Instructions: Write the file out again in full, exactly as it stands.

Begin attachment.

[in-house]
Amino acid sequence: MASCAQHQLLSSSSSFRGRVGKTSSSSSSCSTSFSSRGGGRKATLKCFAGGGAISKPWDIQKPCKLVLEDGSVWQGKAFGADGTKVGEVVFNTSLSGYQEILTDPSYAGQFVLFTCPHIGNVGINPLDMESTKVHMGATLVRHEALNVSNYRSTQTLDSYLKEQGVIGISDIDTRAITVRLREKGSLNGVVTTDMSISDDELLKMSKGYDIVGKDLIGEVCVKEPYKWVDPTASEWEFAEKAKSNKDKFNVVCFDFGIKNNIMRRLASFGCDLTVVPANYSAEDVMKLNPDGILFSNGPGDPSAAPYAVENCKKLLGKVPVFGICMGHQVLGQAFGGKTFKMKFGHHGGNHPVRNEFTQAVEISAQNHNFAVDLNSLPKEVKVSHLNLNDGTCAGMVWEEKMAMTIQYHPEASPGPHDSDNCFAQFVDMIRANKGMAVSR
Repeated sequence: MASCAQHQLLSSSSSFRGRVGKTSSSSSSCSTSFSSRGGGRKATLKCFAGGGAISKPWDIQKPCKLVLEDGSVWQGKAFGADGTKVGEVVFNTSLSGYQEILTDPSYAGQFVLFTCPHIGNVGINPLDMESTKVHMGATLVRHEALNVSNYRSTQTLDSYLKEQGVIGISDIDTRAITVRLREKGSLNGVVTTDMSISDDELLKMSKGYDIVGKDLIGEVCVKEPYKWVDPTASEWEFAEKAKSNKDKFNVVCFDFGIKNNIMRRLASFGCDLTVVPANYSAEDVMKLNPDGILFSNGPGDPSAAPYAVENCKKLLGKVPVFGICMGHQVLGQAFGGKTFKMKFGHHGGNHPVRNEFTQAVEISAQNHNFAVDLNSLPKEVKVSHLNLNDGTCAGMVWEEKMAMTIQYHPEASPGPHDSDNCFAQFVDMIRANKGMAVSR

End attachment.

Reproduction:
[in-house]
Amino acid sequence: MASCAQHQLLSSSSSFRGRVGKTSSSSSSCSTSFSSRGGGRKATLKCFAGGGAISKPWDIQKPCKLVLEDGSVWQGKAFGADGTKVGEVVFNTSLSGYQEILTDPSYAGQFVLFTCPHIGNVGINPLDMESTKVHMGATLVRHEALNVSNYRSTQTLDSYLKEQGVIGISDIDTRAITVRLREKGSLNGVVTTDMSISDDELLKMSKGYDIVGKDLIGEVCVKEPYKWVDPTASEWEFAEKAKSNKDKFNVVCFDFGIKNNIMRRLASFGCDLTVVPANYSAEDVMKLNPDGILFSNGPGDPSAAPYAVENCKKLLGKVPVFGICMGHQVLGQAFGGKTFKMKFGHHGGNHPVRNEFTQAVEISAQNHNFAVDLNSLPKEVKVSHLNLNDGTCAGMVWEEKMAMTIQYHPEASPGPHDSDNCFAQFVDMIRANKGMAVSR
Repeated sequence: MASCAQHQLLSSSSSFRGRVGKTSSSSSSCSTSFSSRGGGRKATLKCFAGGGAISKPWDIQKPCKLVLEDGSVWQGKAFGADGTKVGEVVFNTSLSGYQEILTDPSYAGQFVLFTCPHIGNVGINPLDMESTKVHMGATLVRHEALNVSNYRSTQTLDSYLKEQGVIGISDIDTRAITVRLREKGSLNGVVTTDMSISDDELLKMSKGYDIVGKDLIGEVCVKEPYKWVDPTASEWEFAEKAKSNKDKFNVVCFDFGIKNNIMRRLASFGCDLTVVPANYSAEDVMKLNPDGILFSNGPGDPSAAPYAVENCKKLLGKVPVFGICMGHQVLGQAFGGKTFKMKFGHHGGNHPVRNEFTQAVEISAQNHNFAVDLNSLPKEVKVSHLNLNDGTCAGMVWEEKMAMTIQYHPEASPGPHDSDNCFAQFVDMIRANKGMAVSR